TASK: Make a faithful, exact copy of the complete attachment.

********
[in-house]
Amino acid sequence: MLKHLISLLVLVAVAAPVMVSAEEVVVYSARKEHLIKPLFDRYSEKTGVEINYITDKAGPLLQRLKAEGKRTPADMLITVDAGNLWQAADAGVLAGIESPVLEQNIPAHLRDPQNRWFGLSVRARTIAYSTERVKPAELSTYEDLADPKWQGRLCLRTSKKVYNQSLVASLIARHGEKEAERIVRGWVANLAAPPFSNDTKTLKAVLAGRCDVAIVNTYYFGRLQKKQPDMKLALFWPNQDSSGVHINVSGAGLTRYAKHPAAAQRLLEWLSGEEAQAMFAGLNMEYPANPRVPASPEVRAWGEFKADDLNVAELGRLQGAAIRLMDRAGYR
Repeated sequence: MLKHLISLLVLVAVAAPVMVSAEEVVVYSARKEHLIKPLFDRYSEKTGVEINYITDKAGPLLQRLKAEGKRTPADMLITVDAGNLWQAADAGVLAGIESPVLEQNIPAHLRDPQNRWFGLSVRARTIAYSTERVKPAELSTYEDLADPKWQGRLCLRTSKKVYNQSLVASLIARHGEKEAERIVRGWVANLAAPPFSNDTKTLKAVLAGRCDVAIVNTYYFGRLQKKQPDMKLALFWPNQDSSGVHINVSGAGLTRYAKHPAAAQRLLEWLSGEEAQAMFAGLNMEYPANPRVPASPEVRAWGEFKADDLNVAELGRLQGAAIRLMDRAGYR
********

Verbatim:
[in-house]
Amino acid sequence: MLKHLISLLVLVAVAAPVMVSAEEVVVYSARKEHLIKPLFDRYSEKTGVEINYITDKAGPLLQRLKAEGKRTPADMLITVDAGNLWQAADAGVLAGIESPVLEQNIPAHLRDPQNRWFGLSVRARTIAYSTERVKPAELSTYEDLADPKWQGRLCLRTSKKVYNQSLVASLIARHGEKEAERIVRGWVANLAAPPFSNDTKTLKAVLAGRCDVAIVNTYYFGRLQKKQPDMKLALFWPNQDSSGVHINVSGAGLTRYAKHPAAAQRLLEWLSGEEAQAMFAGLNMEYPANPRVPASPEVRAWGEFKADDLNVAELGRLQGAAIRLMDRAGYR
Repeated sequence: MLKHLISLLVLVAVAAPVMVSAEEVVVYSARKEHLIKPLFDRYSEKTGVEINYITDKAGPLLQRLKAEGKRTPADMLITVDAGNLWQAADAGVLAGIESPVLEQNIPAHLRDPQNRWFGLSVRARTIAYSTERVKPAELSTYEDLADPKWQGRLCLRTSKKVYNQSLVASLIARHGEKEAERIVRGWVANLAAPPFSNDTKTLKAVLAGRCDVAIVNTYYFGRLQKKQPDMKLALFWPNQDSSGVHINVSGAGLTRYAKHPAAAQRLLEWLSGEEAQAMFAGLNMEYPANPRVPASPEVRAWGEFKADDLNVAELGRLQGAAIRLMDRAGYR